AT RANDOM: 30-life crisis

Reporter/photographer Jennifer Smith dwells on the number 30

In my circle of friends, this is a big year. It’s the year we individually take turns mourning the death of our 20s.

Some of us will go peacefully, contemplating all our accomplishments and lack thereof, while others are yanked from our youth kicking and screaming (I’m probably the latter).

Realistically, 30 is still young. But there’s something about this milestone that inspires a semi-midlife crisis.

For those of us sitting in the shadow of that number, it seems so old.

I recall being a teenager and when one of my brother’s older friends told me he was 30 I thought: “Oh man that’s almost ancient.”

Now I’m married to a 30-year-old (my husband turned 30 yesterday), and I almost feel a little dirty (despite the fact that I’m only two months away from being the same age).

For him, it doesn’t seem to be that big of a deal. “Just another year older,” he tells me as I unsuccessfully attempt to sway him into hitting the town for a big bash or doing something drastic, like getting a tattoo.

I, on the other hand, am dreading the big day. It’s like doomsday, something I can’t run away or hide from, but know is inevitably going to come.

They call it the quarter-life crisis (which strikes sometime between teen years and in your 30s).

It really makes you look back on your life, wondering: “Did I do it right? Have I accomplished everything I had once dreamed of? Is there still time, or more importantly, energy, to do more?”

Of course there is!

It’s not as if we’re wheeling into retirement homes, we are just turning 30. That’s a pretty spry age in all reality.

There’s plenty of time to get things done.

In fact, more people are doing things later in life.

Unlike our grandparents, and in some cases our parents – who were married off by the age of 15 and with a baby in their arms by 17 – a lot of people are waiting to pro-create.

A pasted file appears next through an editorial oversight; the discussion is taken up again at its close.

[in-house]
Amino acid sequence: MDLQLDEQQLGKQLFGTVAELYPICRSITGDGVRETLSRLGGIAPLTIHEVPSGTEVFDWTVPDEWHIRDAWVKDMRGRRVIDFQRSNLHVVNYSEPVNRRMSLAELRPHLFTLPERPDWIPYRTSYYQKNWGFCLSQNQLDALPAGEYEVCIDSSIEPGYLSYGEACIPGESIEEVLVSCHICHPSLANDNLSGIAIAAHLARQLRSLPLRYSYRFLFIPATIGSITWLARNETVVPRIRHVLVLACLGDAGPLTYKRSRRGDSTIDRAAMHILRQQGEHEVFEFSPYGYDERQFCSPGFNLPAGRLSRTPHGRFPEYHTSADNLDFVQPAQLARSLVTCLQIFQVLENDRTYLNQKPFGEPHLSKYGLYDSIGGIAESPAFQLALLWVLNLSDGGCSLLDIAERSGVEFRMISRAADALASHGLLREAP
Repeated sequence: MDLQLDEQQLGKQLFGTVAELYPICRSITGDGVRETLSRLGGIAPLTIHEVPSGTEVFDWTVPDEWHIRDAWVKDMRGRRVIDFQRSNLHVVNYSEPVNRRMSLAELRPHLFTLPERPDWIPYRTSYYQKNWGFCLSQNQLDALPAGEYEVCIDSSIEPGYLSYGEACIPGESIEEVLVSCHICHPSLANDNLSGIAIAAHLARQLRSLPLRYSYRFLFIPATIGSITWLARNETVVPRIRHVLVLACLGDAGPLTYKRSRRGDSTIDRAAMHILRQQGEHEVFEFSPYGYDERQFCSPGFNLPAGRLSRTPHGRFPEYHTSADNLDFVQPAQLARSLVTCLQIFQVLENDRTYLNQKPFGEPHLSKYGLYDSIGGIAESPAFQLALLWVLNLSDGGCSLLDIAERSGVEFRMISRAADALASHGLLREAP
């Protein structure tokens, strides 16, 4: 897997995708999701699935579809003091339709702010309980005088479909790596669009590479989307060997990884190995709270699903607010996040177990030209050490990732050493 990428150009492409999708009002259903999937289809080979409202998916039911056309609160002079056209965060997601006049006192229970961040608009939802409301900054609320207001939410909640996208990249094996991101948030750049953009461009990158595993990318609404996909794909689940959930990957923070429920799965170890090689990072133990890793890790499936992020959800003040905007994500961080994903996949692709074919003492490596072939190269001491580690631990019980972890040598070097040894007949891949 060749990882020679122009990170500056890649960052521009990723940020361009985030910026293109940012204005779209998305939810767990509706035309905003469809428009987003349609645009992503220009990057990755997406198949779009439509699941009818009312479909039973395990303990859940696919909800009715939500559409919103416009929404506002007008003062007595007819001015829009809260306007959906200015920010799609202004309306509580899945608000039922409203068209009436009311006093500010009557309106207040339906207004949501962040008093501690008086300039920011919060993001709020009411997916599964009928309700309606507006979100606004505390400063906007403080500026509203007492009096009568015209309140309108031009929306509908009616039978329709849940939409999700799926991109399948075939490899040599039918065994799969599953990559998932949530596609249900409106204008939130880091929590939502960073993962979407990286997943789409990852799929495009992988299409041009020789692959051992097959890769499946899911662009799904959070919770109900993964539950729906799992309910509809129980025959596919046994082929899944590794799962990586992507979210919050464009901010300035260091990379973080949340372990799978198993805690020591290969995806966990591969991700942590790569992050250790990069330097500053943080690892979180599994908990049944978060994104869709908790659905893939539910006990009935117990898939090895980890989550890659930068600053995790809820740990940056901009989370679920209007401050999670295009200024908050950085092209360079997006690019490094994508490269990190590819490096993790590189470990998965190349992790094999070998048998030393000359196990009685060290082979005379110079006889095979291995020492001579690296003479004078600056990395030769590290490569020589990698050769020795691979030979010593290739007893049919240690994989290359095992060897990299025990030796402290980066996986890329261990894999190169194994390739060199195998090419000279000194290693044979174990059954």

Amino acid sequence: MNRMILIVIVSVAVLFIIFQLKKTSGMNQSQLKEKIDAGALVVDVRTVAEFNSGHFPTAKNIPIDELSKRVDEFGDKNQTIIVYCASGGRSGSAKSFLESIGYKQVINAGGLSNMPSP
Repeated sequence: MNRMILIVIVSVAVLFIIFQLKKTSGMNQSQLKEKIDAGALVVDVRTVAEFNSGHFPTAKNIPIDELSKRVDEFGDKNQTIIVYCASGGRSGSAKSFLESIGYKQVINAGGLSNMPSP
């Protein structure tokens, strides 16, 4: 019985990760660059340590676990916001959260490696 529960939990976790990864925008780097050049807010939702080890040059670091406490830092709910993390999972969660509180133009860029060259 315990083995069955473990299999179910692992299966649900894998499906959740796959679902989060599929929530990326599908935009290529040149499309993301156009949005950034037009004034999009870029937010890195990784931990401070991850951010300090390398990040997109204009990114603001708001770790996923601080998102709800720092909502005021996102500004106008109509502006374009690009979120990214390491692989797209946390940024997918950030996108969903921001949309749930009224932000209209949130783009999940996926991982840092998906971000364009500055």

They’re taking advantage of their youth to travel, indulge, enjoy, find that perfect match, get a career established, etc.

These days there a lot of older parents around. According to Human Resources and Skills Development Canada half (50 per cent) of all mothers who gave birth in 2009 were 30 years of age or older.

To each their own, but in my mind: who has the energy to raise a child in their 40s?

I only have one child, and at almost-30, I’m pooped trying to keep up with this three-year-old ball of energy.

But at the same time, kids give you a lot to look forward to (whether you’re 30, 40 or in your grandparent years).

Most of my friends have kids too, but perhaps the most special trio is that between my two girlfriends and I who each have daughters who are only months apart in age.

We recently signed them up for soccer and watching the three little ones run and play together was so special. It makes me really look forward to the years of watching them play and grow together – although dreading their teenage years, if they are going to be anything like their moms.

So while 30 signals the end of three decades of youth for us, we still have a lot to look forward to.

 

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